Sunday, August 31, 2008

Something to Crow About

I am a crow and raven freak, geek, devotee. I carry on conversations with them all the time. (Go here and scan down to "Crow" to read one of my pieces on crows. And here's another. And here.) It turns out that crows can recognize individual human faces. No surprise to those of us who love crows. They always seem like the smartest creatures on the block.

Read more here...

Ruby's Imagine Debuts in Louisiana

I was taking a break from looking for hurricane news on the internet, and I jokingly said to Mario, "Hey, let's see if I'm in the news." So I googled my name and then hit news. I don't think I've ever done that before. (Yes, I've googled my name but never checked "news.") Anyway, I found this amazing review of Ruby's Imagine. The best part of it is that it's from a media outlet in Louisiana.

Greg Langley writes, "Ruby’s Imagine by Kim Antieau is an astonishing book set in New Orleans before and during Hurricane Katrina and told in the voice of nearly-18-year-old Ruby Marie Pelletier...Her unusual way of expressing herself is Ruby’s most prominent attribute. It is a voice filled with a mystical otherness the likes of which haven’t been seen in literature since the days of Richard Brautigan’s surreal hippie tales In Watermelon Sugar and Trout Fishing in America.

"Alligators are 'alley gators.' If she wants to talk with someone, Ruby 'wants conversing.' If someone knows something, they 'have reasoning.' Her garden is the 'Place Where My Vegetables Grow.' A snowball is a 'frozen cup.' Her imagination is 'Ruby’s imagine.' The trees she remembers from the swamp are 'the rooted people.' Birds are 'the flying people.' She buys the frozen cup from a lady who runs a store at the Crossroads—a magical lady who is a seer. 'A galaxy did reveal itself to me in her winking eye.'"

I love when people get Ruby. I think she's so wonderful, and I have been worried about her going out into the world. This makes me feel a little more secure about her reception. Thanks, Mr. Langley!

Read more here...

More Totalitarianism in the Twin Cities

The police and governments of the twin cities continue to act in militarist and anti-American ways. (I'm trying not to use the word fascism, although that's exactly what it feels like.) The permaculture bus was seized yesterday. Below is another account of Starhawk work there this week. By the way, I always thought Minneapolis was one of our bastions of liberal government. What happened? Go here for more of the account of the permibus seizure.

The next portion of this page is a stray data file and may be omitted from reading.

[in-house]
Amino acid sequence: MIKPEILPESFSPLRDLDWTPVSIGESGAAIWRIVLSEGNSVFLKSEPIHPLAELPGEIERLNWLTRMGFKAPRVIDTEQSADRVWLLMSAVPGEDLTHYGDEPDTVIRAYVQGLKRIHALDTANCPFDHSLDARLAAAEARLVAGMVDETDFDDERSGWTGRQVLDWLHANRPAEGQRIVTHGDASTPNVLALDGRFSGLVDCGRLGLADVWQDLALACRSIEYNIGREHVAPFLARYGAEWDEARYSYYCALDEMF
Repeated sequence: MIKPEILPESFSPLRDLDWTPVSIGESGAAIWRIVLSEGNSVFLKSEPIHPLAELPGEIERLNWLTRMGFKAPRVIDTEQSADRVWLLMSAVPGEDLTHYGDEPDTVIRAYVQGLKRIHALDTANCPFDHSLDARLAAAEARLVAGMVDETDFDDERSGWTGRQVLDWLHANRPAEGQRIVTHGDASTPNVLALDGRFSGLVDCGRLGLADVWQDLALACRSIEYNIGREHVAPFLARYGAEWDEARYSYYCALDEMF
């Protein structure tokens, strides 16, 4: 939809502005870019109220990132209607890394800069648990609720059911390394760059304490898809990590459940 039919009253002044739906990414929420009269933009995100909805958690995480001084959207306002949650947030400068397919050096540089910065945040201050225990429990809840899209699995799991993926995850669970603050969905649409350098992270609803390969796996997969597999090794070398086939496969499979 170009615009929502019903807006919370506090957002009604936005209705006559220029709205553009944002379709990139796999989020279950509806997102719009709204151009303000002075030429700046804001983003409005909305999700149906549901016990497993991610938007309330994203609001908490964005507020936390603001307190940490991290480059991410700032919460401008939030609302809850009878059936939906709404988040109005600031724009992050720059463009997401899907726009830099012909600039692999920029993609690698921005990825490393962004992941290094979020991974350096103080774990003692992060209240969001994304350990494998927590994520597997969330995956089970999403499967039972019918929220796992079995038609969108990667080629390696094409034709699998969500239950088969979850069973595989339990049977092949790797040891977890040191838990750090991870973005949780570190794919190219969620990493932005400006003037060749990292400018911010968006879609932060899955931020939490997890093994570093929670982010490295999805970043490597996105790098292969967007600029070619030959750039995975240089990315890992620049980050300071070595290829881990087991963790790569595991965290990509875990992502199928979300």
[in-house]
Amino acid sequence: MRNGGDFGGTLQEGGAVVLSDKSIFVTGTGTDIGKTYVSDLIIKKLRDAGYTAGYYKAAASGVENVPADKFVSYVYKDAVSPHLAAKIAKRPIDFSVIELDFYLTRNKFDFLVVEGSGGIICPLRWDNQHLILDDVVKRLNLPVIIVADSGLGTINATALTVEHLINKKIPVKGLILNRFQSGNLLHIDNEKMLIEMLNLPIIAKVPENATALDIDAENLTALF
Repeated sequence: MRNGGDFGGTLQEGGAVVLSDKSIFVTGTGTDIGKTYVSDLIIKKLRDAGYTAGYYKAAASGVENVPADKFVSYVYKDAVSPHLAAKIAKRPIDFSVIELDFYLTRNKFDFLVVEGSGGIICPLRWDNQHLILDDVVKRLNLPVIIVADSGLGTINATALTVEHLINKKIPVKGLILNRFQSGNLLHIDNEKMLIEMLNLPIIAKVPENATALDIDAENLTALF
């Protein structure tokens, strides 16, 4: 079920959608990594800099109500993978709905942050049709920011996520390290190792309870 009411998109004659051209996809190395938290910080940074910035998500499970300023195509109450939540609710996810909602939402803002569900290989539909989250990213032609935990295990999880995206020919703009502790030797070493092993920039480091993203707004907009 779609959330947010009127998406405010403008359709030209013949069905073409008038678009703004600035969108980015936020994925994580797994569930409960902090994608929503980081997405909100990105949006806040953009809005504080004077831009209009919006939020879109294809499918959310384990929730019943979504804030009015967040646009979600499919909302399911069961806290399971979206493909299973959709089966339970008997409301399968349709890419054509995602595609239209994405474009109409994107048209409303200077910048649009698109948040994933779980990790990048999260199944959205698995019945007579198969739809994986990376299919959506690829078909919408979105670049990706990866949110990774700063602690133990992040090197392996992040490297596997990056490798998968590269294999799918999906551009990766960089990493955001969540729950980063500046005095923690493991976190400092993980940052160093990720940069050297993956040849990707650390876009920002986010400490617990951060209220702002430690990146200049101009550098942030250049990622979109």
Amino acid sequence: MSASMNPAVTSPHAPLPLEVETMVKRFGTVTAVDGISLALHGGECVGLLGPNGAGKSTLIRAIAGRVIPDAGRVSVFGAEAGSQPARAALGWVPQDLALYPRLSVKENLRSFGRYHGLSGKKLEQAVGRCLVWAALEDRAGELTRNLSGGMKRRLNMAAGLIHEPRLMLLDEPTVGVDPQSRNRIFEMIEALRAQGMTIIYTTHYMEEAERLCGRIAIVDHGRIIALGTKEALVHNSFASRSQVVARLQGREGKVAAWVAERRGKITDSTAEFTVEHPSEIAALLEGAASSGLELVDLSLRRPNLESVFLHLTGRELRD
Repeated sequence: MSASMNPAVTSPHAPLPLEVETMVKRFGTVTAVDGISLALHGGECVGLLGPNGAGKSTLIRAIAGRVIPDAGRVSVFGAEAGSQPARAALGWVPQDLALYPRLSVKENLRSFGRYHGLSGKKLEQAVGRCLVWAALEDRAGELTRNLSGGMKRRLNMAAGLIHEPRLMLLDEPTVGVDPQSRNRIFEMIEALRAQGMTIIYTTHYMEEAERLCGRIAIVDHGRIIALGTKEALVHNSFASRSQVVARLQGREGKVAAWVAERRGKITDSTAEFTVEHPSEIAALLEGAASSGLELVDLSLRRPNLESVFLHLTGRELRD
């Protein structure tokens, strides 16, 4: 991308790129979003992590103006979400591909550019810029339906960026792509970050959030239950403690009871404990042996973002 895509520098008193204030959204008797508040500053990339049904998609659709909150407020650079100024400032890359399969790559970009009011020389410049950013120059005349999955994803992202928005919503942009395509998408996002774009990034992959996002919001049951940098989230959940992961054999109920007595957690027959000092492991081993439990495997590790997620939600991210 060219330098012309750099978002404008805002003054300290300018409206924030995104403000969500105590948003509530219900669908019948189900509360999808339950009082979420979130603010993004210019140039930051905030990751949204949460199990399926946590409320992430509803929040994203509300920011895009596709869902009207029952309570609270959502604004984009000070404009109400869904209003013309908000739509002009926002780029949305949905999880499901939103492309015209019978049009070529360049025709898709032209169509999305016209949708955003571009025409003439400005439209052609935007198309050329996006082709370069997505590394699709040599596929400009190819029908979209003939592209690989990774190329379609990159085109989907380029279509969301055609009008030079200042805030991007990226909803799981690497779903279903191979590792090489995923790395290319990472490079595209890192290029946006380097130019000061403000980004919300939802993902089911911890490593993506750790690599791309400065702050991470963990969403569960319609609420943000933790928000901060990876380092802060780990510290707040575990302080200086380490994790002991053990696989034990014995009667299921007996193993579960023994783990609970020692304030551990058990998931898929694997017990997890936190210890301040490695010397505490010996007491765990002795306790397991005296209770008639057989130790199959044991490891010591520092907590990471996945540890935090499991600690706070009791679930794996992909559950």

From Starhawk:

"New Moon Ritual

"This is how magic works:

"We are gathered on sacred ground overlooking the Mississippi to celebrate the new moon and to begin this week of demonstrations and actions outside the Republican National Convention. We have an intention for the ritual, an intention the planners have been working with here in the Twin Cities for months: to court an upwelling of earth wisdom.

"Magic, we say, is the art of changing consciousness at will—that’s Dion Fortune’s definition. Implicit in that is ‘art’, imagery, poetry, and we’ve been looking for the imagery that will embody our intention. The most powerful rituals are built around one clear image and one clear intention.

"But we keep getting multiple images: webs, crystals, bedrock, surging water. The hurricane, roaring toward the Gulf, back toward New Orleans where many of us volunteered after Katrina. And dragons.

“'Oh please Goddess not dragons!' I’m saying silently inside my own mind. 'With or without dungeons—high wince factor. Overused. Disneyesque.' But dragons it is—protective Chinese dragons, ancient earth serpent powers, water dragons, fierce, fire-breathing guardians.

"Many years ago, I had a friend who lived in a group house in San Francisco. He used to say that every collective needed a dragon who lived in the basement, someone really ill tempered who will emerge from time to time and drive off those people who come to visit for a night and end up staying for a month, eating up all your sweet pickle chips and losing your bicycle.

"And so, when we do ritual in a public place, we always name some people as ‘dragons’, to guard the boundaries of the circle. This ritual coincides with the arrival of a group who has biked from a conference in Madison, Wisconsin all the way to the Twin Cities. Paul has contacted them, and asked them to be our dragons.

"I am having a lot of trouble shifting my own consciousness as the ritual begins. It’s been a hard, tense day. All day we’ve been getting news that the police have been raiding houses, breaking down doors, arresting people, with or without warrants or warnings. We hold the morning meeting in a public park, because our Convergence Space has been raided and closed the night before. Someone says, 'We’re a community that includes children—we can’t clear them out of their own living spaces. Remember if the police raid your space it’s important to have someone negotiate with them to get the children out.'